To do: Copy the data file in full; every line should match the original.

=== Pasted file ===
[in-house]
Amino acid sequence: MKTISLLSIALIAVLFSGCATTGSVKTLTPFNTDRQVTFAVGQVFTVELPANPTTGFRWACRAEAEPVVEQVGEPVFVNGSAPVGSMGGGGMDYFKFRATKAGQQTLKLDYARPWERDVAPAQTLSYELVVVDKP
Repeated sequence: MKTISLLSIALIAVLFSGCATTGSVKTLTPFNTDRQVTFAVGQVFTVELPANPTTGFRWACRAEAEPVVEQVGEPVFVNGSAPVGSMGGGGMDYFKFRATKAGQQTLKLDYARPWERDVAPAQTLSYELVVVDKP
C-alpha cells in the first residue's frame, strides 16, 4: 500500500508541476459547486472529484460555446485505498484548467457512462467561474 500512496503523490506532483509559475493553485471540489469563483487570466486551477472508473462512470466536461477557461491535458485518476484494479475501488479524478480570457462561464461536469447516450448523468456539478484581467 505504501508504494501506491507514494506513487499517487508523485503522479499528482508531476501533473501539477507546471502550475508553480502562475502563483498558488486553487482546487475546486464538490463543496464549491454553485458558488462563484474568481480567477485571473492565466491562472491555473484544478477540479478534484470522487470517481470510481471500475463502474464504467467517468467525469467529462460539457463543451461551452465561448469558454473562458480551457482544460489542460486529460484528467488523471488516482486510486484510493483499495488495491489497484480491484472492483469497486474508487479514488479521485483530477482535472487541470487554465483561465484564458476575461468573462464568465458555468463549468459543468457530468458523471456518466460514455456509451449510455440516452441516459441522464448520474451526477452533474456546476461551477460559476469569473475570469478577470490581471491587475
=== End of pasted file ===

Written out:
[in-house]
Amino acid sequence: MKTISLLSIALIAVLFSGCATTGSVKTLTPFNTDRQVTFAVGQVFTVELPANPTTGFRWACRAEAEPVVEQVGEPVFVNGSAPVGSMGGGGMDYFKFRATKAGQQTLKLDYARPWERDVAPAQTLSYELVVVDKP
Repeated sequence: MKTISLLSIALIAVLFSGCATTGSVKTLTPFNTDRQVTFAVGQVFTVELPANPTTGFRWACRAEAEPVVEQVGEPVFVNGSAPVGSMGGGGMDYFKFRATKAGQQTLKLDYARPWERDVAPAQTLSYELVVVDKP
C-alpha cells in the first residue's frame, strides 16, 4: 500500500508541476459547486472529484460555446485505498484548467457512462467561474 500512496503523490506532483509559475493553485471540489469563483487570466486551477472508473462512470466536461477557461491535458485518476484494479475501488479524478480570457462561464461536469447516450448523468456539478484581467 505504501508504494501506491507514494506513487499517487508523485503522479499528482508531476501533473501539477507546471502550475508553480502562475502563483498558488486553487482546487475546486464538490463543496464549491454553485458558488462563484474568481480567477485571473492565466491562472491555473484544478477540479478534484470522487470517481470510481471500475463502474464504467467517468467525469467529462460539457463543451461551452465561448469558454473562458480551457482544460489542460486529460484528467488523471488516482486510486484510493483499495488495491489497484480491484472492483469497486474508487479514488479521485483530477482535472487541470487554465483561465484564458476575461468573462464568465458555468463549468459543468457530468458523471456518466460514455456509451449510455440516452441516459441522464448520474451526477452533474456546476461551477460559476469569473475570469478577470490581471491587475